Charlotte Dravet

Charlotte Dravet (1936 - ) 200

Charlotte Dravet (1936 – ) French paediatric psychiatrist and epileptologist.

Charlotte Dravet has made significant contributions to understanding the electrophysiological causes of paediatric epilepsy syndromes and also continues to advocate for improved support of these children. 

She is best known for identifying and describing Dravet Syndrome (Early Infantile Epileptic Encephalopathy-6) in 1978. 

  • Born July 14, 1936
  • 1961 – Graduated medicine, Aix-Marseille University
  • 1962–1965 Resident training in pediatrics
  • 1965 – MD, These: Encéphalopathie Épileptique de l’Enfant avec Pointe-onde lente diffuse (“petit mal variant”)
  • 1965-1988 Pediatric resident physician, living in and working at the Centre Saint Paul in Marseille
  • 1989-2000 Associate Medical Director of the Centre Saint Paul, Marseille
  • 1997-1999 President of the French League Against Epilepsy (LFCE)
  • 2011 – Chevalier de l’Ordre de la Légion d’honneur
  • 2017 – Lifetime Achievement Award from the International League Against Epilepsy for her tireless work and dedication to the epilepsy mission, including her support to the many lay associations which advocate for better care for children with epilepsy.

Medical Eponyms
Dravet Syndrome (1978)

Dravet Syndrome: clinical term for early onset epileptic encephalopathy (EIEE) characterized by generalized tonic, clonic, and tonic-clonic seizures that are initially induced by fever and begin during the first year of life. [aka Severe Myoclonic epilepsy of infancy (SMEI), Early Infantile Epileptic Encephalopathy-6 (EIEE6), OMIM 607208]

Mutations occur in the SCN1A gene in around 70-80% of patients and are not normally associated with familial inheritance, however family history of a febrile seizure is part of diagnostic criteria.  It is incredibly rare.   Symptom onset is associated with raised body temperature, with triggers including vaccination, hot baths and fever.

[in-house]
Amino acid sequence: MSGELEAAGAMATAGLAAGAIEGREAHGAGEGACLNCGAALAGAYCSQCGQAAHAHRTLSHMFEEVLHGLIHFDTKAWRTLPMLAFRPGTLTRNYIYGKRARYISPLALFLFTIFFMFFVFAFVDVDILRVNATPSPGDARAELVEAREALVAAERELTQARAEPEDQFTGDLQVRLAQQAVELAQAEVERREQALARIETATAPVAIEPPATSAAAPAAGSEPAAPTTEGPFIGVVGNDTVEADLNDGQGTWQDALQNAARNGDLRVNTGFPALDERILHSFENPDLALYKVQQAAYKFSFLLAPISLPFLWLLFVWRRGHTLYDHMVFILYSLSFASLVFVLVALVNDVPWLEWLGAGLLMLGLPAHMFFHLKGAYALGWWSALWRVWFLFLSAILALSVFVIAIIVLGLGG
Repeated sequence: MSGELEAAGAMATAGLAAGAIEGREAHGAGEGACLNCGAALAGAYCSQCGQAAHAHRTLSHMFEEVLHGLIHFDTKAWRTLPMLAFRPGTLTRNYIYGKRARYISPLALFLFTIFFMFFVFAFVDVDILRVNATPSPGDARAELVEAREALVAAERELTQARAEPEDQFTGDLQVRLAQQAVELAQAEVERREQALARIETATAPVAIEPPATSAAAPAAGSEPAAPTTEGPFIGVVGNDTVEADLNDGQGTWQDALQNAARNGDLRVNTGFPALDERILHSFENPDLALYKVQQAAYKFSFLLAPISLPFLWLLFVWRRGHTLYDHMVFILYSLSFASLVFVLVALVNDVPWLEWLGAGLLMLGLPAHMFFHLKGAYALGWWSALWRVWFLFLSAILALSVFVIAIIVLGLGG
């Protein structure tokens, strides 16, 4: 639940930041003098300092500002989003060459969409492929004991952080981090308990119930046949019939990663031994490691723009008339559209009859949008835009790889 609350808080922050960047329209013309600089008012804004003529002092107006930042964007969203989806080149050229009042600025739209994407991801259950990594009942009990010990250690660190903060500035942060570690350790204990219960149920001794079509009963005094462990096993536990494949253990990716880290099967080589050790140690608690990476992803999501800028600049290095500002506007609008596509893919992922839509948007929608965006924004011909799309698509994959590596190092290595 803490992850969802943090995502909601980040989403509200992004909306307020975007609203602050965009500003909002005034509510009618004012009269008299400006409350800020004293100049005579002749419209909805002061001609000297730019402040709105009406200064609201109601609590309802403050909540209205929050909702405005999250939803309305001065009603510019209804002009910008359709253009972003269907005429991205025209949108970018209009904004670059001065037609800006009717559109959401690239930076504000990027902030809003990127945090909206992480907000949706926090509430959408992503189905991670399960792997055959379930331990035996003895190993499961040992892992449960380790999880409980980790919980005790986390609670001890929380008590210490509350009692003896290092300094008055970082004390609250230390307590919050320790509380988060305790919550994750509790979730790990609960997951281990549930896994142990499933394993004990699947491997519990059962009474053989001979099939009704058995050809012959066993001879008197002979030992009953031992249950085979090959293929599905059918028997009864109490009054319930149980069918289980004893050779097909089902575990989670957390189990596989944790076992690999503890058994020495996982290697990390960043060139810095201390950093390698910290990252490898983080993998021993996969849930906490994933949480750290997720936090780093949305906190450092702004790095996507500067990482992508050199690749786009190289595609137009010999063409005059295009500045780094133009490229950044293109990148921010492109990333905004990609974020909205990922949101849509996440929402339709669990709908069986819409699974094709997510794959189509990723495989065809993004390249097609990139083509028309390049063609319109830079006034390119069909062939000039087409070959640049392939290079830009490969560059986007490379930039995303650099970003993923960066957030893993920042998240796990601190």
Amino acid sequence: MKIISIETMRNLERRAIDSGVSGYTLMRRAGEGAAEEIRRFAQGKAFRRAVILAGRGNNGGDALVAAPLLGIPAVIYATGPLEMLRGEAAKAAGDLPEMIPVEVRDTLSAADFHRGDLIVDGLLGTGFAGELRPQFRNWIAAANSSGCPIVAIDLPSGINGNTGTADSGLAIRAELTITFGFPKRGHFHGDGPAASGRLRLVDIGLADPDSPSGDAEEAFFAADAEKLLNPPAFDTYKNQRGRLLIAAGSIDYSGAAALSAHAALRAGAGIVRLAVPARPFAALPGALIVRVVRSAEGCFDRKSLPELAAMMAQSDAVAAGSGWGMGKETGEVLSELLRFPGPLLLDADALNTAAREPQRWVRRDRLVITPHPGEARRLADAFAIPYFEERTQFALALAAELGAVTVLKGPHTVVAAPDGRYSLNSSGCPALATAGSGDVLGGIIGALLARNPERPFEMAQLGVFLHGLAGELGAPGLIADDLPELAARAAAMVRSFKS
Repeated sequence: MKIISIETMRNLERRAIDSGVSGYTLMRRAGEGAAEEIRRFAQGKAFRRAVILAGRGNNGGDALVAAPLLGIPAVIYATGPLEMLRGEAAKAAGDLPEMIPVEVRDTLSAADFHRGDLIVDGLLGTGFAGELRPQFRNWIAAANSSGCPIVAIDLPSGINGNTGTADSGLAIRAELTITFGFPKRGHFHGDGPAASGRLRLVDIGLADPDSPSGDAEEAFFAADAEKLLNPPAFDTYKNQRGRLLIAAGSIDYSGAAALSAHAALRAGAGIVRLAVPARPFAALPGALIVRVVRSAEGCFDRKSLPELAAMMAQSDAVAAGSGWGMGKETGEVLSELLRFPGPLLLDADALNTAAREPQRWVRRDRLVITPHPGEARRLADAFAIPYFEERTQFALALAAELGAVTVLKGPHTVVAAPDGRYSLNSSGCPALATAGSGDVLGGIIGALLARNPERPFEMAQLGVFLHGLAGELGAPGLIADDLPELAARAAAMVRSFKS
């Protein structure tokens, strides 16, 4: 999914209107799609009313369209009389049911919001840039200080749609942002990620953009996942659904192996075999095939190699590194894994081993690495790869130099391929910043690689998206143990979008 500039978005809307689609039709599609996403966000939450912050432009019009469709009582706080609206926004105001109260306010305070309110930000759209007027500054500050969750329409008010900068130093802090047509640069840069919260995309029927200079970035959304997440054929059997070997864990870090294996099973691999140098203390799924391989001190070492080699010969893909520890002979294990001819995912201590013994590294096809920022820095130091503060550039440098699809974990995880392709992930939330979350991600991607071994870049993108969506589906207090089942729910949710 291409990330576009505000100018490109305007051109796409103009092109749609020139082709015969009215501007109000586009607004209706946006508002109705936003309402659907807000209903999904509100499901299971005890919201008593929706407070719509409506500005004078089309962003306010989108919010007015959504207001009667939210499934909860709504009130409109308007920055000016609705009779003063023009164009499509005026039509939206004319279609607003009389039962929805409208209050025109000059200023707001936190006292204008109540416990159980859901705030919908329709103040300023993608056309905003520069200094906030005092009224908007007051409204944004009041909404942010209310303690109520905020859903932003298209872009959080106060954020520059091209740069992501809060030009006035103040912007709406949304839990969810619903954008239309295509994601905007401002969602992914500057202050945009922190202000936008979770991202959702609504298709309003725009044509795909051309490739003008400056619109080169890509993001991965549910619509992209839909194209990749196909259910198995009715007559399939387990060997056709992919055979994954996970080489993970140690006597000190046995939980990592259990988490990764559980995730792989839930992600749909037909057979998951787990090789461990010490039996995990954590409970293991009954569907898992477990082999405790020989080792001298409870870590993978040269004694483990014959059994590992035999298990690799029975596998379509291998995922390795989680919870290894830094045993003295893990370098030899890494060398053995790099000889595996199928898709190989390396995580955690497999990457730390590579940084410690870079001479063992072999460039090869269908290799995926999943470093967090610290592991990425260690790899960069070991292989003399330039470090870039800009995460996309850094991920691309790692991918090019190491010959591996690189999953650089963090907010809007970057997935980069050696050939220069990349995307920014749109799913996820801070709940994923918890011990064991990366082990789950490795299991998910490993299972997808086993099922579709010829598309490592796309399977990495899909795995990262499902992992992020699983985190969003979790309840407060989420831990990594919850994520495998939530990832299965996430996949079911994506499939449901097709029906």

Affected children show initially normal development, which becomes delayed following onset of seizure activity, which is not limited to one form.  Progression of the disease leads to motor symptoms, including ataxia and dysarthria, cognitive impairment and visual perception difficulties.  Behaviour changes are also often seen, such as aggression.

Treatment is challenging, due to seizures not being responsive to anti-epileptic therapy and there are high childhood mortality rates.  Due to the pathophysiology of the disease, common epileptic medications targeting the sodium channel may also worsen symptoms.  Brain and nerve stimulation therapies have been found to be useful in some cases. 


1978 Initially described by Dravet in 1978, as Severe Myoclonic Epilepsy of Infancy (SMEI) to distinguish it from the Lennox-Gastaut syndrome (LGS).

1989 Name change to Dravet syndrome as part of a report by ILAE including the classification of 8 epileptic encephalopathy syndromes

Febrile and afebrile generalized and unilateral, clonic or tonic–clonic, seizures, that occur in the first year of life in an otherwise normal infant and are later associated with myoclonus, atypical absences, and partial seizures. All seizure types are resistant to antiepileptic drugs (AEDs). Developmental delay becomes apparent within the second year of life and is followed by definite cognitive impairment and personality disorders

Commission on Classification and Terminology ILAE; 1989

2001 Mutation in the SCN1A gene was found in the majority of patients, leading it to be termed an epileptic encephalopathy.

Major Publications



Eponymous terms

Epilepsy Professional magazine interview Charlotte Dravet at the 10th European Congress on Epileptology, London 2012

BA MA (Oxon) MBChB (Edin) FACEM FFSEM. Emergency physician, Sir Charles Gairdner Hospital.  Passion for rugby; medical history; medical education; and asynchronous learning #FOAMed evangelist. Co-founder and CTO of Life in the Fast lane | Eponyms | Books | Twitter |

Leave a Reply

This site uses Akismet to reduce spam. Learn how your comment data is processed.